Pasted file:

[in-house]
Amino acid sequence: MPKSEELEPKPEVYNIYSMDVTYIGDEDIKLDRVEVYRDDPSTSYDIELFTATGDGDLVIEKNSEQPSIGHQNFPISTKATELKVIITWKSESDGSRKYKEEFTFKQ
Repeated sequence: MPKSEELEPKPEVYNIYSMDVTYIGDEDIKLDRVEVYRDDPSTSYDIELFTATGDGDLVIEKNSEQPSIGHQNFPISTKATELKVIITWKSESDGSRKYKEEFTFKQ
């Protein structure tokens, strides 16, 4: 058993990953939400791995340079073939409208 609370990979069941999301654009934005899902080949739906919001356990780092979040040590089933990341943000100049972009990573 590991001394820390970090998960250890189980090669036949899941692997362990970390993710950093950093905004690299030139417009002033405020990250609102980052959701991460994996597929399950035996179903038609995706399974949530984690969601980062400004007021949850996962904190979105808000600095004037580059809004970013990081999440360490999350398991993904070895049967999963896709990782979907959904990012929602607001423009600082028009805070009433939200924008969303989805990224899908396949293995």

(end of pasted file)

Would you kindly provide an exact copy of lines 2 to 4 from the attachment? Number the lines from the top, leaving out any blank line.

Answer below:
Amino acid sequence: MPKSEELEPKPEVYNIYSMDVTYIGDEDIKLDRVEVYRDDPSTSYDIELFTATGDGDLVIEKNSEQPSIGHQNFPISTKATELKVIITWKSESDGSRKYKEEFTFKQ
Repeated sequence: MPKSEELEPKPEVYNIYSMDVTYIGDEDIKLDRVEVYRDDPSTSYDIELFTATGDGDLVIEKNSEQPSIGHQNFPISTKATELKVIITWKSESDGSRKYKEEFTFKQ
């Protein structure tokens, strides 16, 4: 058993990953939400791995340079073939409208 609370990979069941999301654009934005899902080949739906919001356990780092979040040590089933990341943000100049972009990573 590991001394820390970090998960250890189980090669036949899941692997362990970390993710950093950093905004690299030139417009002033405020990250609102980052959701991460994996597929399950035996179903038609995706399974949530984690969601980062400004007021949850996962904190979105808000600095004037580059809004970013990081999440360490999350398991993904070895049967999963896709990782979907959904990012929602607001423009600082028009805070009433939200924008969303989805990224899908396949293995």